Central America: Drug Traffickers Rise to Power

The unprecedented increase in violence in Costa Rica, once an oasis of peace in the region, is another sign of the failure of the traditional methods of fighting drugs.

Thursday, November 5, 2015


More powerful than the Central American states, drug trafficking is on the rise not only in terms of an increased supply of drugs in the countries in the region, but through its permeation of institutions using the power of money and generating a growing culture of violence that is making Central America´s lack of a death penalty seem risible. Yes it does exist, but the worst part about it is that it is not institutionalized justice systems that implement it, but the mob bosses, pointing out -to ever younger executioners- the people who should be executed.

The problem is already endemic in Guatemala, El Salvador and Honduras, and it is in the country once known as the "Switzerland of Central America", where, despite statements by the authorities stating they have control of the situation, street executions keep increasing. It is expected that at the end of 2015 there will have been about 530 murders.

Drug trafficking and its associated violence are changing the culture and traditional ways of living. On the one hand those born in poverty are finding a way to get a sense of belonging and some economic welfare by joining criminal gangs, even it they face the huge risk of dying in the attempt. And on the other, young people in better socioeconomic conditions have to "adapt to a life of seclusion, without diversions and with few opportunities to escape the violence that is showing no sign of a reversal ...How to dress, what shoes to wear, the most appropriate haircut, the safest places to visit and what streets to walk down are vital decisions. "

And the advance on institutions is unstoppable. In Costa Rica, the president of the Supreme Electoral Tribunal showed "... concern, already expressed, about the municipal elections in February: the treatment of money from organized crime and its filtration in campaign financing." In Guatemala the financing of political candidacies by drug cartels is the vox populi.

While attempts are made to combat drug trafficking using the same methods as in the past, there will be a continuation of the peace in Central America, which is an essential route for drugs on their way to their largest consumer market, the United States and the moment will come that will threaten its status as place of democratic societies.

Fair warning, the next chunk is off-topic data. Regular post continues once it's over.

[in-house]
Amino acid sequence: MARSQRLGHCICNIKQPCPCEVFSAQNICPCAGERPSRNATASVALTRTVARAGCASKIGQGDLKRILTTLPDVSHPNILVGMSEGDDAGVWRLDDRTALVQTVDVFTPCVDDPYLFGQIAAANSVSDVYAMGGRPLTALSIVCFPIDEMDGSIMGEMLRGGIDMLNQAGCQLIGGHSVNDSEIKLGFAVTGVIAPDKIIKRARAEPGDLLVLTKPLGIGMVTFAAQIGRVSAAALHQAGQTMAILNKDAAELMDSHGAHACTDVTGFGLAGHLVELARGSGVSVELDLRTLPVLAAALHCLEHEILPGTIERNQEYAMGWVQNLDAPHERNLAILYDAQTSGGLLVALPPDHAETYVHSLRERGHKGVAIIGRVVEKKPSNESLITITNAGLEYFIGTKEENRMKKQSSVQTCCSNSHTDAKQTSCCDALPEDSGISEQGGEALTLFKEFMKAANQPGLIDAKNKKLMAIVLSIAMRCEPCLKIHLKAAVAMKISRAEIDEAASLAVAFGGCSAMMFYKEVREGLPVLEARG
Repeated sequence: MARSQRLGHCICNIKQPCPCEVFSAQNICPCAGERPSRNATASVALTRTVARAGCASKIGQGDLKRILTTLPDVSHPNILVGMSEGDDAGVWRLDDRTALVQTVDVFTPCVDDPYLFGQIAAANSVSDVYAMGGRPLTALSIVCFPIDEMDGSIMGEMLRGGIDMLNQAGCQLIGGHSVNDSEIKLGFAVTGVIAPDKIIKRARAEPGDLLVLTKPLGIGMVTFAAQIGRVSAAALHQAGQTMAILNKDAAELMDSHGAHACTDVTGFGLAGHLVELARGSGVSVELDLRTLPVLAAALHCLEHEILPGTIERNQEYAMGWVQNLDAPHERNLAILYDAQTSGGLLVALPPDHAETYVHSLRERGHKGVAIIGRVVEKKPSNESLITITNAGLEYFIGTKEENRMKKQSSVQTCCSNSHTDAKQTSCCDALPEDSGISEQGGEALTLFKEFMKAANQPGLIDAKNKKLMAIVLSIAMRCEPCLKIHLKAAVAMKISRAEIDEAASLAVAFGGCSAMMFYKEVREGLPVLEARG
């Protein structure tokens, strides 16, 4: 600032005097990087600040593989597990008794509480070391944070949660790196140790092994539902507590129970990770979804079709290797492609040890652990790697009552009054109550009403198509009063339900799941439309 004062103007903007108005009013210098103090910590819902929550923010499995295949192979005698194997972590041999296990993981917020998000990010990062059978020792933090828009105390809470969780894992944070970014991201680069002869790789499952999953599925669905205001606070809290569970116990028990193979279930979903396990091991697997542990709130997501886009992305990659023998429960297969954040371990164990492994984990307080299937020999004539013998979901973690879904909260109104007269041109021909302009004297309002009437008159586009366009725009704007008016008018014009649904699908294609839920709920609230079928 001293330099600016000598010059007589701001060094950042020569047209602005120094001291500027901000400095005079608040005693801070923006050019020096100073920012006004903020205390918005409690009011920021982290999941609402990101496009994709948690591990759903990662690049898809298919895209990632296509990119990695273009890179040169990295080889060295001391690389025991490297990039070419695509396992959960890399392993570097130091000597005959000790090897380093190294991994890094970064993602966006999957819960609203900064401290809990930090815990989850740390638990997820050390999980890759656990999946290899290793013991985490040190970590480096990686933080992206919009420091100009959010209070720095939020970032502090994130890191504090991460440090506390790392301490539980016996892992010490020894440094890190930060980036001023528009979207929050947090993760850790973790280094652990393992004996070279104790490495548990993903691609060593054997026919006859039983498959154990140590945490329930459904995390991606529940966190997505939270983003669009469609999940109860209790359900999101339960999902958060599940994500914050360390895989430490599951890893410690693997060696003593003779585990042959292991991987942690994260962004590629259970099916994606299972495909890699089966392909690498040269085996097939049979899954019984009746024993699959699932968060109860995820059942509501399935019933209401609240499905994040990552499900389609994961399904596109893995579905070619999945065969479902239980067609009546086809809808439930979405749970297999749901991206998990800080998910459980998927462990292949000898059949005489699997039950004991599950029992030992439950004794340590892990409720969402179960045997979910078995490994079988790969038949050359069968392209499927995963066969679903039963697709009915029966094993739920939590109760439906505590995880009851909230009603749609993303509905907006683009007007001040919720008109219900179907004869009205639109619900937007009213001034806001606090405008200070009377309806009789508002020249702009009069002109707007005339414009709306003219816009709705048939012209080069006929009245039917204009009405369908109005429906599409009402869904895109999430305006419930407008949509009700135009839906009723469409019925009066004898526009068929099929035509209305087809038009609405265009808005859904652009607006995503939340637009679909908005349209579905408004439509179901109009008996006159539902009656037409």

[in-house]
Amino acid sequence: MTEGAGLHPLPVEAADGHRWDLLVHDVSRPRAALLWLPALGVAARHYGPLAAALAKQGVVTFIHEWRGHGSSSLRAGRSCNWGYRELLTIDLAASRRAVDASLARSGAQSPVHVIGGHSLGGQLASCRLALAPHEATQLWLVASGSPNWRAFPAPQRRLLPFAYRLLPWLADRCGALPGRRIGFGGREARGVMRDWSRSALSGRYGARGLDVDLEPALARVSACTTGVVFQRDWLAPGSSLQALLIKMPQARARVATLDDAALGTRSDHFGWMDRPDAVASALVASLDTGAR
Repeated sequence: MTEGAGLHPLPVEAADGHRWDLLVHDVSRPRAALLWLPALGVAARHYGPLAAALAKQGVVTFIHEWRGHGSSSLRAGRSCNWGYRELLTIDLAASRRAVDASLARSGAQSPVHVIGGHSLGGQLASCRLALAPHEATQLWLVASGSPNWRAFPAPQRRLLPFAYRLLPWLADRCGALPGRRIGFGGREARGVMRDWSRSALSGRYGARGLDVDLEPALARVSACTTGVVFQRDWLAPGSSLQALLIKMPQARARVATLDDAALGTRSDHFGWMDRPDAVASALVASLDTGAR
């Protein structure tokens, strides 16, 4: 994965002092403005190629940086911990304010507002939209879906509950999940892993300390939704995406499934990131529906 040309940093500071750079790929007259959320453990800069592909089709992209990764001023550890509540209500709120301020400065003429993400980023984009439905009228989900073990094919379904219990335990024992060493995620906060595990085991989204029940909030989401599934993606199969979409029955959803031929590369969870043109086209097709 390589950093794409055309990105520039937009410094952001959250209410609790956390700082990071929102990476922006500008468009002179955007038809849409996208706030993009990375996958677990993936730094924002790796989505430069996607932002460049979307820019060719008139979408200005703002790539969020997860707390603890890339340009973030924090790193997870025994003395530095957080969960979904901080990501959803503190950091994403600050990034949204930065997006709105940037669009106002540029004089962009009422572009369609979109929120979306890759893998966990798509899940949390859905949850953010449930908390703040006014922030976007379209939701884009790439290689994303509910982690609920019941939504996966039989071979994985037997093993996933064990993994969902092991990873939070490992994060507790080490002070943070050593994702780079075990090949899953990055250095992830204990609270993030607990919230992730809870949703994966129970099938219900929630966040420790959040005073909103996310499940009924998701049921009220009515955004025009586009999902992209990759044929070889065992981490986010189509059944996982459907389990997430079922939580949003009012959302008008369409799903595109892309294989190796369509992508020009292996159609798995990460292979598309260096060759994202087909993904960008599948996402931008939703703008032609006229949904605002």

More on this topic

Business, Marketing and Drug Trafficking

March 2016

The complexity of drug cartels' internal structures, their strategies of "marketing and customer service" and the way they operate increasingly resemble those of large global corporations.

How are the Coca-Cola and McDonald's corporations similar to drugs cartels? Of course the products they sell are completely different, but the way the three try to position their products and brands, increase their market share and increase profits to generate more dividends to their shareholders, is almost the same.

Einstein and Drug Trafficking

November 2015

Central America's fall into the hands of drug traffickers makes the following quote seem true: "Insanity is doing the same thing over and over again and expecting different results."


Although their rulers deny it, Central American countries are losing the war against drug traffickers.

Escalation of Drug Trafficking in Central America

March 2011

The lack of government capacity and economic power disadvantage compared to the drug industry, has lead to an increase in violence and corruption.

"Using systematic violence and corruption, intimidation and extortion of public officials, the wealthy and powerful criminal groups have been able to weaken police and judicial systems.

The Power of Central America's Drug Traffickers

August 2010

Do these countries have a real chance of stopping drug trafficking, in the context of economies like Guatemala's where the value of the drug economy is double the country's GDP?

In 2007, just 1% of all South American cocaine sold in the USA passed through the region. Now the figure is between 60% and 90%.

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